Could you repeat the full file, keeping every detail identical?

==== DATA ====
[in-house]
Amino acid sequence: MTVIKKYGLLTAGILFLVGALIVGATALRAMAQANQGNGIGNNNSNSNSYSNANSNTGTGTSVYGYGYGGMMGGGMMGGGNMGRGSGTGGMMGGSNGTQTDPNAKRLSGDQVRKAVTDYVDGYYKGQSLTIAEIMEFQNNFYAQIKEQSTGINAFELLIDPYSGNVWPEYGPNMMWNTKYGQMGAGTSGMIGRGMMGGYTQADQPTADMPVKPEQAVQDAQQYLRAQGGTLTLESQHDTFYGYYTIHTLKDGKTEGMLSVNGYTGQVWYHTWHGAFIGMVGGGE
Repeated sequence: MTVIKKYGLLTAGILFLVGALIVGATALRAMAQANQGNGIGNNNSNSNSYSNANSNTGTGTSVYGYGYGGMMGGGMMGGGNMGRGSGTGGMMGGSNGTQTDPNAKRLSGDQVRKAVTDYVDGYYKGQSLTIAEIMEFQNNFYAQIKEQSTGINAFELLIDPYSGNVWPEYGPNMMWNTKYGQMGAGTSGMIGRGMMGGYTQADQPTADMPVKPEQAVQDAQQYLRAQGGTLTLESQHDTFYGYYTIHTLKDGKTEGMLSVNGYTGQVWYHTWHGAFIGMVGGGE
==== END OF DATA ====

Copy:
[in-house]
Amino acid sequence: MTVIKKYGLLTAGILFLVGALIVGATALRAMAQANQGNGIGNNNSNSNSYSNANSNTGTGTSVYGYGYGGMMGGGMMGGGNMGRGSGTGGMMGGSNGTQTDPNAKRLSGDQVRKAVTDYVDGYYKGQSLTIAEIMEFQNNFYAQIKEQSTGINAFELLIDPYSGNVWPEYGPNMMWNTKYGQMGAGTSGMIGRGMMGGYTQADQPTADMPVKPEQAVQDAQQYLRAQGGTLTLESQHDTFYGYYTIHTLKDGKTEGMLSVNGYTGQVWYHTWHGAFIGMVGGGE
Repeated sequence: MTVIKKYGLLTAGILFLVGALIVGATALRAMAQANQGNGIGNNNSNSNSYSNANSNTGTGTSVYGYGYGGMMGGGMMGGGNMGRGSGTGGMMGGSNGTQTDPNAKRLSGDQVRKAVTDYVDGYYKGQSLTIAEIMEFQNNFYAQIKEQSTGINAFELLIDPYSGNVWPEYGPNMMWNTKYGQMGAGTSGMIGRGMMGGYTQADQPTADMPVKPEQAVQDAQQYLRAQGGTLTLESQHDTFYGYYTIHTLKDGKTEGMLSVNGYTGQVWYHTWHGAFIGMVGGGE